Like trying anything new, I was pretty nervous. I hadn’t had any classes on how manual cars work or how to drive them, apart from my general motorcycle knowledge. Looking up online didn’t seem very helpful - there are very few stick shift driving classes. So, like any millennial, I turned to Youtube.
StreetSpeed717 had a helpful video, and after watching this about fifteen straight times for confidence, I turned to articles on the internet. Doug DeMuro has probably the most famous column on first time stick-shift experience, and of course there are some great Reddit threads. The general consensus seemed to be that a trial by fire of just going out and buying it, parking it in a lot, and doing circles for a couple hours wasn’t too bad. Heck, most of them even lived.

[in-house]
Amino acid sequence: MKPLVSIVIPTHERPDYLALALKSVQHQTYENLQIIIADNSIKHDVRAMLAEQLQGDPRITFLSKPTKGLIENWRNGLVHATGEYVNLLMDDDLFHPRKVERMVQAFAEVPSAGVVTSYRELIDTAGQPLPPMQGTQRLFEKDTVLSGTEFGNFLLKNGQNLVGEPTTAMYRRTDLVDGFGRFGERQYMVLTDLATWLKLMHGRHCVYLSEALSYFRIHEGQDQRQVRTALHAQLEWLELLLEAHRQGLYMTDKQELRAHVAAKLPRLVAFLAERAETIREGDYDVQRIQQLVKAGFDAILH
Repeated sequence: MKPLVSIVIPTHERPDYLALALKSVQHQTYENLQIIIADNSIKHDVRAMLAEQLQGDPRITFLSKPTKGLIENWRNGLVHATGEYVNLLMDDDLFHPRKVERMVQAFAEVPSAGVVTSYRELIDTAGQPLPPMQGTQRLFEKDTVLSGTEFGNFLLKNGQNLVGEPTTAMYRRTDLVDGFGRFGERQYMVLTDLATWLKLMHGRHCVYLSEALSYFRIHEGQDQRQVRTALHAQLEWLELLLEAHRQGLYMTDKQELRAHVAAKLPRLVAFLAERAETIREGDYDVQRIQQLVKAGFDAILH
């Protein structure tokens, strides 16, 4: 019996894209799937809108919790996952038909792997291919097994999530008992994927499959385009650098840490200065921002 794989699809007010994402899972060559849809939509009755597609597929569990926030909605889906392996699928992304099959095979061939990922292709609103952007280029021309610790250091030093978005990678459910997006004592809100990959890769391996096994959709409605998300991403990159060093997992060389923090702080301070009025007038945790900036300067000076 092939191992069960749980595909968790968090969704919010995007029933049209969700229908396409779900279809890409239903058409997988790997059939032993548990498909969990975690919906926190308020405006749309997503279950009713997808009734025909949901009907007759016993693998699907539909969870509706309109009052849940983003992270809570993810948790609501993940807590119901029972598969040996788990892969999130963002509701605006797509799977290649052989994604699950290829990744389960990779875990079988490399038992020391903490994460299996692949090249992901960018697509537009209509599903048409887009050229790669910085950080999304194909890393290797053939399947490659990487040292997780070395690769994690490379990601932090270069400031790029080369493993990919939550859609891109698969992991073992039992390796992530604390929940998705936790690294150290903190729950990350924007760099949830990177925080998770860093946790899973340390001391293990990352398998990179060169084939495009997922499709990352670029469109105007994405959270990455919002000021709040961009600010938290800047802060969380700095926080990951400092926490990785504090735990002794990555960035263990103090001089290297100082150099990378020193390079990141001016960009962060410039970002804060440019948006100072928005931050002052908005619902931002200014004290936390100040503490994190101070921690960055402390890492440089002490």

So I showed up to the dealership without any experience whatsoever and decided to wing it. I wasn’t sure what my plan was going in - whether I was going to lie and say I had actually driven stick before, or just come clean immediately - but the option was quickly taken away from me. My salesperson casually mentioned I should take it out for a test drive, and, bottling the nerves, I casually agreed. I sat down in the car, and tried to turn it on, when… of course, it didn’t turn on.
He immediately turns around to me and says, “You’ve never driven stick before, have you?”
I folded immediately. “Nope.”
Turns out, on a car, you have to press the clutch down way further than on a motorcycle, which is why I wasn’t able to turn on the car. The salesperson took a deep breath, as if to say “Not this shit again”, and then resigned himself to an “Alright, let’s go…”